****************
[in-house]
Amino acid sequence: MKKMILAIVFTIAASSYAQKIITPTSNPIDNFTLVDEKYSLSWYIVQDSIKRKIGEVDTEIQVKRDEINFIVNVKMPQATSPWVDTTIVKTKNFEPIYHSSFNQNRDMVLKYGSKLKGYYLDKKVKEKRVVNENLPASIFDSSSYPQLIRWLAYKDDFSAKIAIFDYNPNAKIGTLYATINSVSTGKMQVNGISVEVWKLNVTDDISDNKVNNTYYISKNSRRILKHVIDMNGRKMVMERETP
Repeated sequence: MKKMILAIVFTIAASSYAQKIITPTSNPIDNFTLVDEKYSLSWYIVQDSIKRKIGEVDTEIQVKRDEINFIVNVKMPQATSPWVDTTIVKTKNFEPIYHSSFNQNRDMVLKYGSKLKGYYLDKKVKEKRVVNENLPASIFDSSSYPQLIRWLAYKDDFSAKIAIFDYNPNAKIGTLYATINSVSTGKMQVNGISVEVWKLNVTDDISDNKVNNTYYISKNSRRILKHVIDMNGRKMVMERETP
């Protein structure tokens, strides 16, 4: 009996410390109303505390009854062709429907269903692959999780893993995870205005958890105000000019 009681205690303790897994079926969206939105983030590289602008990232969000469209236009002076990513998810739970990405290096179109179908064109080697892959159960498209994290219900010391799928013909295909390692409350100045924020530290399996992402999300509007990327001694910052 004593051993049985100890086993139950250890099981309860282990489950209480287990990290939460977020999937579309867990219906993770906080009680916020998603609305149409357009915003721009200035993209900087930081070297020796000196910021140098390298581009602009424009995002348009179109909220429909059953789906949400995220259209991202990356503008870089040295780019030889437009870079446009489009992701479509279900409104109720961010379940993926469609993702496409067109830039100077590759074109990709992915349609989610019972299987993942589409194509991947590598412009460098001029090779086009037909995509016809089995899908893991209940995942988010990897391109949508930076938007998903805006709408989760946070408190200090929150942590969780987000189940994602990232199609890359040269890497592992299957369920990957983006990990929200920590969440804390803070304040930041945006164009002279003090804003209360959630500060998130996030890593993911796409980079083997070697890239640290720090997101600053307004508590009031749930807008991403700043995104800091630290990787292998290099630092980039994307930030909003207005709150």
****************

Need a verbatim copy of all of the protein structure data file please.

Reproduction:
[in-house]
Amino acid sequence: MKKMILAIVFTIAASSYAQKIITPTSNPIDNFTLVDEKYSLSWYIVQDSIKRKIGEVDTEIQVKRDEINFIVNVKMPQATSPWVDTTIVKTKNFEPIYHSSFNQNRDMVLKYGSKLKGYYLDKKVKEKRVVNENLPASIFDSSSYPQLIRWLAYKDDFSAKIAIFDYNPNAKIGTLYATINSVSTGKMQVNGISVEVWKLNVTDDISDNKVNNTYYISKNSRRILKHVIDMNGRKMVMERETP
Repeated sequence: MKKMILAIVFTIAASSYAQKIITPTSNPIDNFTLVDEKYSLSWYIVQDSIKRKIGEVDTEIQVKRDEINFIVNVKMPQATSPWVDTTIVKTKNFEPIYHSSFNQNRDMVLKYGSKLKGYYLDKKVKEKRVVNENLPASIFDSSSYPQLIRWLAYKDDFSAKIAIFDYNPNAKIGTLYATINSVSTGKMQVNGISVEVWKLNVTDDISDNKVNNTYYISKNSRRILKHVIDMNGRKMVMERETP
């Protein structure tokens, strides 16, 4: 009996410390109303505390009854062709429907269903692959999780893993995870205005958890105000000019 009681205690303790897994079926969206939105983030590289602008990232969000469209236009002076990513998810739970990405290096179109179908064109080697892959159960498209994290219900010391799928013909295909390692409350100045924020530290399996992402999300509007990327001694910052 004593051993049985100890086993139950250890099981309860282990489950209480287990990290939460977020999937579309867990219906993770906080009680916020998603609305149409357009915003721009200035993209900087930081070297020796000196910021140098390298581009602009424009995002348009179109909220429909059953789906949400995220259209991202990356503008870089040295780019030889437009870079446009489009992701479509279900409104109720961010379940993926469609993702496409067109830039100077590759074109990709992915349609989610019972299987993942589409194509991947590598412009460098001029090779086009037909995509016809089995899908893991209940995942988010990897391109949508930076938007998903805006709408989760946070408190200090929150942590969780987000189940994602990232199609890359040269890497592992299957369920990957983006990990929200920590969440804390803070304040930041945006164009002279003090804003209360959630500060998130996030890593993911796409980079083997070697890239640290720090997101600053307004508590009031749930807008991403700043995104800091630290990787292998290099630092980039994307930030909003207005709150």